Ice Age Fossils State Park

A New Park with Old Bones

One of the most spectacular records of Ice Age fossils on the entire planet sits only 20 minutes north of The Strip. The all-new Ice Age Fossils State Park in North Las Vegas proves to be a jackpot, brimming with one of the largest and most varied collections of Ice Age-era prehistoric fossils ever discovered. More than 100,000 years ago, this part of Las Vegas, known as the Upper Las Vegas Wash, was once home to herds of now-extinct mammals including Columbian mammoths, American lions, dire wolves, saber-toothed cats, and prehistoric camels, bison, and horses. Now, the archaeological site (bordered by Tule Springs Fossil Beds National Monument) is yours for exploring.

Meet the now-extinct mammals that once roamed Las Vegas—ranging from mammoths and dire wolves to giant ground sloths the size of a car—at the newest Nevada State Park.

A Land of Desert Fossils: Las Vegas Wash Prehistory

The jagged Mojave Desert mountain ranges and spectacular dry lake basins before you today were once incredibly lush wetlands. Filled with abundant water and plenty of greenery, the area was a perfect spot for many species of plants and animals to flourish. When these prehistoric creatures died off more than 100,000 years ago, they were buried in the area’s moist soil over time, which is why there are so many diverse and well-preserved fossils now found at this very arid location.

In 1962, an archaeological expedition known as the “Big Dig” led to unprecedented exploration of the Tule Springs fossil beds in the Upper Las Vegas Wash. Archaeologists discovered evidence of extinct mammals including Columbian mammoths, dire wolves, American lions weighing over 1,000 pounds, giant ground sloths the size of a car, and more—all completely untouched for centuries. These historic specimens are now jointly protected by Nevada State Parks and Tule Springs Fossil Beds National Monument.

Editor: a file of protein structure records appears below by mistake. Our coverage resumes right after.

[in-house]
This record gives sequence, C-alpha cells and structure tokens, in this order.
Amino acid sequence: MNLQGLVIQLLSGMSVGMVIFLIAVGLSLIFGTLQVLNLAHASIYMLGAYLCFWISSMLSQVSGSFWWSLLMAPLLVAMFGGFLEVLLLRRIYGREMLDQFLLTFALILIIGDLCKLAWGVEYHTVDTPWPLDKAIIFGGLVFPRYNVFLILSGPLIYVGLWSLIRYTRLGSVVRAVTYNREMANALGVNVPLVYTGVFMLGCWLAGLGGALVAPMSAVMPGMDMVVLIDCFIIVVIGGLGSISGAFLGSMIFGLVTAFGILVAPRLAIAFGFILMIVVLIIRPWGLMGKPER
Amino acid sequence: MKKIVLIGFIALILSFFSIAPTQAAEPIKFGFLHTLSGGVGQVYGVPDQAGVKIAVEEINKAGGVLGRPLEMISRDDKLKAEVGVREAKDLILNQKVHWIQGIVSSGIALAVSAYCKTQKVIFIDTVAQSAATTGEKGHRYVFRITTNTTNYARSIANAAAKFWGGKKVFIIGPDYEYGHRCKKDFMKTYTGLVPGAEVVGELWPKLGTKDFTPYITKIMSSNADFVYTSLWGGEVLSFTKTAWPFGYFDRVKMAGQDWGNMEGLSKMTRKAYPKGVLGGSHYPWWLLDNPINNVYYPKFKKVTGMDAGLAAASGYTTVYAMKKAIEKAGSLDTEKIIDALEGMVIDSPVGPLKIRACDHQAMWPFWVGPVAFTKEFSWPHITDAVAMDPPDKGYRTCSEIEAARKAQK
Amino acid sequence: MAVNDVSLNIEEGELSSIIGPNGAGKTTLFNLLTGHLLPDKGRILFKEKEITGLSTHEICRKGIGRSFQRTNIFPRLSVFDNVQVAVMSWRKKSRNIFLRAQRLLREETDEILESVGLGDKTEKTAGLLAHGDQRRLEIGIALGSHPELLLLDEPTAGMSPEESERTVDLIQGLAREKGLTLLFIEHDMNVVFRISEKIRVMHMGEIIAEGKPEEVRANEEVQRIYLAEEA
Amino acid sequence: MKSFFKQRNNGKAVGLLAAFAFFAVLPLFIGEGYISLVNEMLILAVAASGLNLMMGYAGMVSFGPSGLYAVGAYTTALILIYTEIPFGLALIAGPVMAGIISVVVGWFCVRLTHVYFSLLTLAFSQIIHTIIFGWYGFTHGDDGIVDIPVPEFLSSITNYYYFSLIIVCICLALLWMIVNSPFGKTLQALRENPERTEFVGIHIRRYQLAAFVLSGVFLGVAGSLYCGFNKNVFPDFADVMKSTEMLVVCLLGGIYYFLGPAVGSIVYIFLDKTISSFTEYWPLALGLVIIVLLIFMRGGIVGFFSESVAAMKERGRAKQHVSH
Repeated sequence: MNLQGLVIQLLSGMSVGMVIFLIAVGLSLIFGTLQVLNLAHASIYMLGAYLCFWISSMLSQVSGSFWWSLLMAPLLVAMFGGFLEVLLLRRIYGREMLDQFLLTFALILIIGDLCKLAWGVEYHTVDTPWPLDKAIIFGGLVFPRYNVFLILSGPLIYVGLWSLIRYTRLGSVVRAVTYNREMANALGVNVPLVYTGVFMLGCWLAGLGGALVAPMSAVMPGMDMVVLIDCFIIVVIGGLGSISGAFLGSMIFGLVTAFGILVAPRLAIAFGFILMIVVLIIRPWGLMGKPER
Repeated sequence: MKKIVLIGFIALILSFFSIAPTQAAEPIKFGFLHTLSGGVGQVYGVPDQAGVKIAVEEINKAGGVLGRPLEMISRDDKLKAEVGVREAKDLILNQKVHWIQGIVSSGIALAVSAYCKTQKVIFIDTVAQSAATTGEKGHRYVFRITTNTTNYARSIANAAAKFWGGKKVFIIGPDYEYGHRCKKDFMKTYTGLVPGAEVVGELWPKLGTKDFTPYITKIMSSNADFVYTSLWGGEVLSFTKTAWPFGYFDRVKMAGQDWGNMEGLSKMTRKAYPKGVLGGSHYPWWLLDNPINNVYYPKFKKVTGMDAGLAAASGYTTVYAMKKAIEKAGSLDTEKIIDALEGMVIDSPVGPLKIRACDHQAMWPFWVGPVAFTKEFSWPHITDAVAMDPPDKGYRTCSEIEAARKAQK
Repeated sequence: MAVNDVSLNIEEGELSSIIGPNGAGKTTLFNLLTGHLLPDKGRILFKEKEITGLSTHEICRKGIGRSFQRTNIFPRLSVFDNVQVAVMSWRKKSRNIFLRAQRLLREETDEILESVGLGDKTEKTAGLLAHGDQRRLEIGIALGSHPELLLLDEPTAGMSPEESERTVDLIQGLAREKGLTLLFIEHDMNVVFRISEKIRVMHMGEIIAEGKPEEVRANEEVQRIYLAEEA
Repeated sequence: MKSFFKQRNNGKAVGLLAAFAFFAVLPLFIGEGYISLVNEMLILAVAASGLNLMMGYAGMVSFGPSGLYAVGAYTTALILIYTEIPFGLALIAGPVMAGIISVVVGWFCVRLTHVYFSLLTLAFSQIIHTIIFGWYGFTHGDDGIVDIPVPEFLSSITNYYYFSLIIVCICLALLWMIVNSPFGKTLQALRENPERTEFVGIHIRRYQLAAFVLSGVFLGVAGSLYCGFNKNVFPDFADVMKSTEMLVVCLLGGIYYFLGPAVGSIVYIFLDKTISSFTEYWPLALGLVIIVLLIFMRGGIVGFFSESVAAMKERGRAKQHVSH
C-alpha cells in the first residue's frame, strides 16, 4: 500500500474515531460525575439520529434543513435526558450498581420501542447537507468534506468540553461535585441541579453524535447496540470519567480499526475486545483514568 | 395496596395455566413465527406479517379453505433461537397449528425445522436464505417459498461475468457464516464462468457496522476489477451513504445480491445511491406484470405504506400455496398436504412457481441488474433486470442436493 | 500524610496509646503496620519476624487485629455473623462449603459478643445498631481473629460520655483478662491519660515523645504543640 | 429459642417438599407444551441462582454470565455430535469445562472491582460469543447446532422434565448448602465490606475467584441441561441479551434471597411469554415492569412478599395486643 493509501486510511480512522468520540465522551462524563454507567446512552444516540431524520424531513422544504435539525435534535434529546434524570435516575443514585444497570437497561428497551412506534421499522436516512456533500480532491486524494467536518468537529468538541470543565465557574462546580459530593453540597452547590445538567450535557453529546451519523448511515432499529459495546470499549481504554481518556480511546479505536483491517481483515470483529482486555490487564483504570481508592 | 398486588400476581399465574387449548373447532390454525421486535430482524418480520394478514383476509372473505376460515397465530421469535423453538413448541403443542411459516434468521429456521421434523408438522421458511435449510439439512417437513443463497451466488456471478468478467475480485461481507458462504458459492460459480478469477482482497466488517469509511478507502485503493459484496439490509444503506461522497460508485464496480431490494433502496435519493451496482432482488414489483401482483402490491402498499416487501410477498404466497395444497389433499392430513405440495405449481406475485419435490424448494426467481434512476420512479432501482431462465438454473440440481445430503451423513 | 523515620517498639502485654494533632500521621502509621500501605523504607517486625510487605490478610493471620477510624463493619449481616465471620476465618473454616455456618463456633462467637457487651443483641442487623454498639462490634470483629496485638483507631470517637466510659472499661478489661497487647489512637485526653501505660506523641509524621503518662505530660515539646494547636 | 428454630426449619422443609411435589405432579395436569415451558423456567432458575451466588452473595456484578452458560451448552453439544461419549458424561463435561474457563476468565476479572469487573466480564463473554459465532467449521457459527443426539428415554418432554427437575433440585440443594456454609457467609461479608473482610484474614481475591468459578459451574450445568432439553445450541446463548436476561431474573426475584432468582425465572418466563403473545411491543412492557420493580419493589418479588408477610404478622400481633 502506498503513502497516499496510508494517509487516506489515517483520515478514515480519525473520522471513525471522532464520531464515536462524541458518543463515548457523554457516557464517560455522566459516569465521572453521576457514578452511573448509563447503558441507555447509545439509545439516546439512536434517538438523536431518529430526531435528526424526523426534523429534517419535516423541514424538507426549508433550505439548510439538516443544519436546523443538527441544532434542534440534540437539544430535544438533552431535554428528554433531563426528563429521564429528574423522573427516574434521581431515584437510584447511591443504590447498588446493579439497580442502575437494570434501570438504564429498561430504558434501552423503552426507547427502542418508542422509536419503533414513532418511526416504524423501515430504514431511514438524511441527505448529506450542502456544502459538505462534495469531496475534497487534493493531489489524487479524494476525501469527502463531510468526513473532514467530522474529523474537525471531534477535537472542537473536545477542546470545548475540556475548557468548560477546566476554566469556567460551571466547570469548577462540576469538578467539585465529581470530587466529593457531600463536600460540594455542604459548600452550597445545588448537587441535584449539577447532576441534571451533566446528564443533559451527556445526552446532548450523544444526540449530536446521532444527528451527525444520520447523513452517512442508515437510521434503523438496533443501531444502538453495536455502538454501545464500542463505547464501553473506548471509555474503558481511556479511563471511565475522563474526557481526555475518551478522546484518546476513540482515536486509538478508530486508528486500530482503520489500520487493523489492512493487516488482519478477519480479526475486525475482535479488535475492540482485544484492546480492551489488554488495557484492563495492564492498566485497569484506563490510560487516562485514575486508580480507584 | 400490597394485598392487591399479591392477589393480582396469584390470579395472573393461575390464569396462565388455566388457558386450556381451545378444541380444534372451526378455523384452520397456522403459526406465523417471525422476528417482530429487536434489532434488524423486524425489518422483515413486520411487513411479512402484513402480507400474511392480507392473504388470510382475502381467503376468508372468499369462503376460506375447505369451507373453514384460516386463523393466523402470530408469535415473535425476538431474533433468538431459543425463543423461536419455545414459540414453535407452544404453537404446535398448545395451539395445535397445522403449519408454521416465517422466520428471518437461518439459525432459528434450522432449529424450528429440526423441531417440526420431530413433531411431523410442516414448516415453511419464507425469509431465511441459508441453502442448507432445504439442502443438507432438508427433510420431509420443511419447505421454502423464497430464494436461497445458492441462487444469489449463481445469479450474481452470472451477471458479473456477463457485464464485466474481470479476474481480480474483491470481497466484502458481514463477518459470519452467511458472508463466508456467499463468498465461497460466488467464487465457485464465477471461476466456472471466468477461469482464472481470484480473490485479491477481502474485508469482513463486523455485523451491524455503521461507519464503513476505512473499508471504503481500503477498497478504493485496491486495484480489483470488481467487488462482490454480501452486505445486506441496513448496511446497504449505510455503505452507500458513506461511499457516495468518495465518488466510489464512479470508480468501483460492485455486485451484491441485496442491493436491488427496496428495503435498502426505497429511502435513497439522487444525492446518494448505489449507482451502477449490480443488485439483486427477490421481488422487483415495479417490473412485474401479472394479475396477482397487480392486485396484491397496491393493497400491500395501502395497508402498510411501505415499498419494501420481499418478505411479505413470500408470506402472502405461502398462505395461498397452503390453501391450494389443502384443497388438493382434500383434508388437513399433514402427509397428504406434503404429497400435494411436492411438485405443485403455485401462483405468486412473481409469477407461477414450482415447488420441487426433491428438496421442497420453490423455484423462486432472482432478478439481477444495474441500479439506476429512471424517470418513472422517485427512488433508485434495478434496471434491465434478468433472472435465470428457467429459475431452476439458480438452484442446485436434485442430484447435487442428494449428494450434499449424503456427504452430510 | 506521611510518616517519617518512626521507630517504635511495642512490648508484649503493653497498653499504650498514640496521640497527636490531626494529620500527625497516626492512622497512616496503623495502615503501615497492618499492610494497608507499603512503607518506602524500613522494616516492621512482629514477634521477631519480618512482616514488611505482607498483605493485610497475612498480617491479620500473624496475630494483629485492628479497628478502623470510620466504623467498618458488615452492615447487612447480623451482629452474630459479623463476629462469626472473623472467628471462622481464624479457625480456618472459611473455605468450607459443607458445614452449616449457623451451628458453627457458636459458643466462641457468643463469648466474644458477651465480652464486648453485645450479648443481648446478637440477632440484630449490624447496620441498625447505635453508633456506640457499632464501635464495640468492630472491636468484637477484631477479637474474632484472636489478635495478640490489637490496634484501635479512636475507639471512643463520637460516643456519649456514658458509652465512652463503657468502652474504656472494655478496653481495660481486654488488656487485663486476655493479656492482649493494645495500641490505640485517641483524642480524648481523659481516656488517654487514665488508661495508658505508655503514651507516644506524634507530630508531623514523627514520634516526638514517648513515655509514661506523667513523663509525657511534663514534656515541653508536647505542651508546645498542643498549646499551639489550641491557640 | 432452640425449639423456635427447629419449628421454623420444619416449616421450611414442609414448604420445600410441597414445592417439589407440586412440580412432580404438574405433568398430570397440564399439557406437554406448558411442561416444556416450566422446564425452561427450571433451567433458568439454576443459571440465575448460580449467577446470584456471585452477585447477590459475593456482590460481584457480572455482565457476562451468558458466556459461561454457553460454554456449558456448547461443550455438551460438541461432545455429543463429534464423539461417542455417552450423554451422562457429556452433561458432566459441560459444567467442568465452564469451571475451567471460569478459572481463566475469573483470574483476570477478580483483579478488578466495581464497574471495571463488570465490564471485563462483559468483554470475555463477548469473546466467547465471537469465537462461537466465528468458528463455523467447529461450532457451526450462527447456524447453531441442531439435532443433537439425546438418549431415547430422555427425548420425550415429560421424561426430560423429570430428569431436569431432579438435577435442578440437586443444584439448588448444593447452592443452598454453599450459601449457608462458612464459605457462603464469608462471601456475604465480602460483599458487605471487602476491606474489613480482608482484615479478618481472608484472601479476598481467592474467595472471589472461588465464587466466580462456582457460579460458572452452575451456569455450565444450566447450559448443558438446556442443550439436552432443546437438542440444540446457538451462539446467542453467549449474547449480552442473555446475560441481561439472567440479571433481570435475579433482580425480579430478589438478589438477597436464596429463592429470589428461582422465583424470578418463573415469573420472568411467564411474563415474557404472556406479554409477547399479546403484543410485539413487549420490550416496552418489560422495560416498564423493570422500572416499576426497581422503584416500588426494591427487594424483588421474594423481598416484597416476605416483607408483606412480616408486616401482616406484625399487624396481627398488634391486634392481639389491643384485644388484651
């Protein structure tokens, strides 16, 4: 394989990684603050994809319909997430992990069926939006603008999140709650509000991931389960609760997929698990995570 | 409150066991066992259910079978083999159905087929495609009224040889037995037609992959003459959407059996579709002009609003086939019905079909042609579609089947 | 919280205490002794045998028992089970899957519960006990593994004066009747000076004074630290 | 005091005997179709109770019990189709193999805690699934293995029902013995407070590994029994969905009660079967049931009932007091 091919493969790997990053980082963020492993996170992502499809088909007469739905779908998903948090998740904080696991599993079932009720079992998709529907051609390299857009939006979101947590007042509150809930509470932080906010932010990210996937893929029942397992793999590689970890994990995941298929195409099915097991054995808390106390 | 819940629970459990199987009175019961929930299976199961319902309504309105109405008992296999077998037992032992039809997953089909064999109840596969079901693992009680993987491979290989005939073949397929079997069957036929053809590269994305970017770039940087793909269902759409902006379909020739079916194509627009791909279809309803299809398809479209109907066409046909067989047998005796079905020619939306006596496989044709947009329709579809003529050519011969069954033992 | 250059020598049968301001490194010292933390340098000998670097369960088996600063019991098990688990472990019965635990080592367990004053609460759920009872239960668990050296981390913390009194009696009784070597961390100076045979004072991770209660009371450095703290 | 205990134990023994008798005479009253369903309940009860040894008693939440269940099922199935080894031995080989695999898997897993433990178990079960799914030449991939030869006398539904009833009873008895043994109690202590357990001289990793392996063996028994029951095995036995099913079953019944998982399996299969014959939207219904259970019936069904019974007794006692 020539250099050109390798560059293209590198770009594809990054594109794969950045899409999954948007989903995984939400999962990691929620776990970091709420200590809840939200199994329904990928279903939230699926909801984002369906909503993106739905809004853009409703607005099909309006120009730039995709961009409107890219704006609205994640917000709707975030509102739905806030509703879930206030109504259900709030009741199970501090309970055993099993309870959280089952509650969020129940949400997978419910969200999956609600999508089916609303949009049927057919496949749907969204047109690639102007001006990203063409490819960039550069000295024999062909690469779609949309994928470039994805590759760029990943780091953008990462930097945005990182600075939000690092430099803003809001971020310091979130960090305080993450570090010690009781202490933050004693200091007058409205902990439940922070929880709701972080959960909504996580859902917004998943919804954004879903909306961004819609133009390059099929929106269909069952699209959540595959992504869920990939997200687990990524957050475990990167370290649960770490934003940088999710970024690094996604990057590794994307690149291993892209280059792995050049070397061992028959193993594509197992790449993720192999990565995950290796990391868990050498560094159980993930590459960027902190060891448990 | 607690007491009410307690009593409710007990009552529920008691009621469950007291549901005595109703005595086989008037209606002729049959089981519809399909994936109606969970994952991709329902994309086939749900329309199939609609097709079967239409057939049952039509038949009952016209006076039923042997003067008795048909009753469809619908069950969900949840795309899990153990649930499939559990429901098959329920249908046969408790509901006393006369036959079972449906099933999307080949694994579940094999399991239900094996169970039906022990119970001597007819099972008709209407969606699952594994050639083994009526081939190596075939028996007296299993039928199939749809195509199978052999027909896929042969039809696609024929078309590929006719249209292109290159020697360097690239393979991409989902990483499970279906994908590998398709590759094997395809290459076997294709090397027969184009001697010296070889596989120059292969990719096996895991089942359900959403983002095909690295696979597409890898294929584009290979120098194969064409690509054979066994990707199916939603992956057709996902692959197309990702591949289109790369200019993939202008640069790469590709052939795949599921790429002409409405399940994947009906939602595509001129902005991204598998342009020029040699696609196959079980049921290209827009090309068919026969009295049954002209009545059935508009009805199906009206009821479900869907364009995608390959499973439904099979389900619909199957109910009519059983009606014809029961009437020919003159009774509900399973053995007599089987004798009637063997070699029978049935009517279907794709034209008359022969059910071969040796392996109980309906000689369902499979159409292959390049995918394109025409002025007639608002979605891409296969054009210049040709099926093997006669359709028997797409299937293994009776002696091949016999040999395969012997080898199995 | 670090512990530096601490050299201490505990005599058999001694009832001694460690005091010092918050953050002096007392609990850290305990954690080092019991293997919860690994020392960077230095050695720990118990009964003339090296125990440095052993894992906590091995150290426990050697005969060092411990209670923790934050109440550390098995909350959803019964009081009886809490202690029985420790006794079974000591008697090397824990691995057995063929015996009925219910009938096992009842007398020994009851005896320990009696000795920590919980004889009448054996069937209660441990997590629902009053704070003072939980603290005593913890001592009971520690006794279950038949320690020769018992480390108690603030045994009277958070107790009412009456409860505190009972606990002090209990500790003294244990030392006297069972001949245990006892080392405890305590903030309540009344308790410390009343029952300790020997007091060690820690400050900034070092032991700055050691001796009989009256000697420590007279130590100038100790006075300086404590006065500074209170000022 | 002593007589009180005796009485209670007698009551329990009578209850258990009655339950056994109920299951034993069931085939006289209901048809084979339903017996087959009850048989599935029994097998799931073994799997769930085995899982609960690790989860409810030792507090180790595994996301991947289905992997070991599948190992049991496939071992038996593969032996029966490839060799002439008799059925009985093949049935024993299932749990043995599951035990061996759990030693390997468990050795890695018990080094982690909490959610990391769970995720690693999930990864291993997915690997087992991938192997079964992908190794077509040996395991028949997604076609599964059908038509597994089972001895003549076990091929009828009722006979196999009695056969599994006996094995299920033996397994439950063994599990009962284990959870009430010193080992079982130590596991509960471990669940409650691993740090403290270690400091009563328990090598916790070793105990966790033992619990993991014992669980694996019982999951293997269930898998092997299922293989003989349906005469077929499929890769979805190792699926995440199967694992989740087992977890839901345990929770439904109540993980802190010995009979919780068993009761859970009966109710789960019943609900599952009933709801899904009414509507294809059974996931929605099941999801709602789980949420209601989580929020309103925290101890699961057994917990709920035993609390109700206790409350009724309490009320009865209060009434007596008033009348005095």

Visiting Ice Age Fossils State Park Today

Covering 315 acres, Ice Age Fossils State Park showcases Tule Springs’ collection of Pleistocene fossils to Nevada locals and visitors alike. Park features include hiking trails that lead to prehistoric fossil beds and archaeological dig sites, art sculptures, and a modern visitor center with natural history exhibits and a gift shop. 

Mountain bikes, motorized vehicles like OHVs and UTVs, and camping/campfires are prohibited. If you’re interested in learning more, Protectors of Tule Springs can also provide valuable insight and education ahead of your visit.

Aside from the immense concentration of fossils in the area, be on the lookout for rare endemic plants like Arctomecon, commonly known as bear or bear-paw poppies. And remember—disturbing, damaging, or taking any historic artifacts you may find is strictly prohibited.

Hours:

Ice Age Fossils State Park is open from 8 a.m. to 4:30 p.m. Wednesday through Sunday.

Admission:

Admission to Ice Age Fossils State Park is $3 per person, and visitors ages 12 and under are free. Please pay admission in the visitor center.

This Location:

Southern Nevada, Nevada

Region

Southern Nevada